Two Further Quarters of Facilitation: After the initial two quarters described above the training continues with two more quarters of facilitating with an experienced co-facilitator, preferably in the following one or two academic years. In these two quarters, trainees continue to be actively mentored, Trainees receive feedback from their clinic faculty after each quarter of facilitation, and are paid, at a training rate, per quarter.

Reading Journals: Every IDFTP Trainee is required to read journals of 6 students during the training period.

Successful completion of all training requirements (facilitating three quarters and reading journals of 6 students) qualifies trainees to join the pool of facilitators that supports the teaching of Interpersonal Dynamics at Stanford GSB on an ongoing basis.

Post-Training Opportunities

Successful completion of the program allows entrance into a larger learning community with a variety of opportunities to work and to continue learning.

Facilitating the Course

Twelve sections of Interpersonal Dynamics are taught in each academic year. These sections are staffed with IDFTP alumni who are paid. The advantage of training multiple times is that one begins to get a feel for the kinds of dynamics and phenomena that are common to all process groups and the kinds of events that may be unique to a particular group. When we experience familiar themes and dynamics coming around again, we tend to be more confident of the territory and have an opportunity to practice and refine our facilitation skills in those areas that recur in the life of most or all groups. (One senior T-group facilitator once said that it took about 60 groups before he felt like he really understood groups as a “living organism.”) Experienced facilitators regularly report good learning from continued facilitation.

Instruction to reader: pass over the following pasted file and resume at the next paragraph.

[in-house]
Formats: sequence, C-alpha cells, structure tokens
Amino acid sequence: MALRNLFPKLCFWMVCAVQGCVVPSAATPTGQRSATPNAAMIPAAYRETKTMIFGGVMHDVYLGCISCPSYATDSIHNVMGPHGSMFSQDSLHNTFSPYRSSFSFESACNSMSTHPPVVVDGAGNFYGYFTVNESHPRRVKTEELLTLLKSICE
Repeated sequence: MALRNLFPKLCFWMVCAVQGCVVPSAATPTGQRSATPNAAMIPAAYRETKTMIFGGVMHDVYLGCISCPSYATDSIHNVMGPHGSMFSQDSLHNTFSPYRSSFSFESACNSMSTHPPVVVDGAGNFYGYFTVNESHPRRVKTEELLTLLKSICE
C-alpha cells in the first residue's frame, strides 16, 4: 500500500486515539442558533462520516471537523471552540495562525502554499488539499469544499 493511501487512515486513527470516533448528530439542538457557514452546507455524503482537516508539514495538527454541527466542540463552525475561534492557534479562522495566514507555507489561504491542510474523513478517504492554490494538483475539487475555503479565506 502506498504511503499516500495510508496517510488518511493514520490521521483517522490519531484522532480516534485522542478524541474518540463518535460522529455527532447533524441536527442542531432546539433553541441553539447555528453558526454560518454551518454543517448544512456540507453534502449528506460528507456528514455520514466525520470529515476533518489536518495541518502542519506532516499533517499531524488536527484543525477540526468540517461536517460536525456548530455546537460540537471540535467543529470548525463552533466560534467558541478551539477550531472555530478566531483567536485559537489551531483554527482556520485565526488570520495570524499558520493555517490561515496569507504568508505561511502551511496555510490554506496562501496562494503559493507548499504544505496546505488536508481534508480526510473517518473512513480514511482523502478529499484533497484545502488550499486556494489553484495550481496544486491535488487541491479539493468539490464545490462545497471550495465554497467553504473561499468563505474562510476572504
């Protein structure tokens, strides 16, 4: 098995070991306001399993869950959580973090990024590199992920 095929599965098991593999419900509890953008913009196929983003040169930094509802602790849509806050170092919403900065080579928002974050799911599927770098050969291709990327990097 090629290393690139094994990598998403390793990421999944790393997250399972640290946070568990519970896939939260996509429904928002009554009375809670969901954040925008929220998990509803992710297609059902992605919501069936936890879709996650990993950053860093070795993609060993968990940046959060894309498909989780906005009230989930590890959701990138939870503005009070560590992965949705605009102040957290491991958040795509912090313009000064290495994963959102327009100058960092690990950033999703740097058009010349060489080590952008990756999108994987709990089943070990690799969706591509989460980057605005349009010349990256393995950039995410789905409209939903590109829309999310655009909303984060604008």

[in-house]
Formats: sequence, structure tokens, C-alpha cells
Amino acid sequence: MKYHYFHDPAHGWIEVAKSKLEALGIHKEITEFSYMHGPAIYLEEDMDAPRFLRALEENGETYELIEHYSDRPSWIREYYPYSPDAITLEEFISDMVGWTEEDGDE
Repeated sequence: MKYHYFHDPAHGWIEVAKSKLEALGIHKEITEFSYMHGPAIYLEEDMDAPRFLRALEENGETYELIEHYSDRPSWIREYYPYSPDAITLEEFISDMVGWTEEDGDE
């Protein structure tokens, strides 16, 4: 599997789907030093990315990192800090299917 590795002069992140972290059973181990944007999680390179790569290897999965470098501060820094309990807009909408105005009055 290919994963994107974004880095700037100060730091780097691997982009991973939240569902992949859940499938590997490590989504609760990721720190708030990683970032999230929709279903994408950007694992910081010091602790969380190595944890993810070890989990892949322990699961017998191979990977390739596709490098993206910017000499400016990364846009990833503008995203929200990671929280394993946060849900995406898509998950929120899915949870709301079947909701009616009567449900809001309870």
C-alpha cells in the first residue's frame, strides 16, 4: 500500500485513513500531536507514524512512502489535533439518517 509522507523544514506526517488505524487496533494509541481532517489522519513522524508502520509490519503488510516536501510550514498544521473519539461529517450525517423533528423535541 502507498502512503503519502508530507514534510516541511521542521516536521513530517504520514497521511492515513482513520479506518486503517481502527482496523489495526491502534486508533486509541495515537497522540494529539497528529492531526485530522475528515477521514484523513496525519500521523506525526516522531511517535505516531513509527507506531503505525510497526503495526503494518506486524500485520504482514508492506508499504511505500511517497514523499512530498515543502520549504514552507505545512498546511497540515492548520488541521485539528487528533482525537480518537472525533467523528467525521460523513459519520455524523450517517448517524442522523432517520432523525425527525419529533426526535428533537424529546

Ongoing Development

T-groups are an incredibly rich learning laboratory and to help participants gain the most from the experience, it is important that facilitators have a deep understanding of intrapersonal, interpersonal, and group processes (as well as a more complete understanding of one’s self). The initial training program can only provide a first cut at these dimensions. One of the exciting aspects of leading T-groups is that the experience provides continuous learning for the staff as well as the students. (We, the faculty who teach the class, have each trained 50 to 100 groups and are still learning new things about groups, about change and about ourselves.)

To support continuous learning for facilitators, we sponsor regular workshops and community sessions on a range of T-group related topics. Most sessions are offered to facilitators for free or for a minimal fee to cover costs.

In addition to continued development, these programs provide an opportunity to develop connections with other members of a community that shares similar values and goals.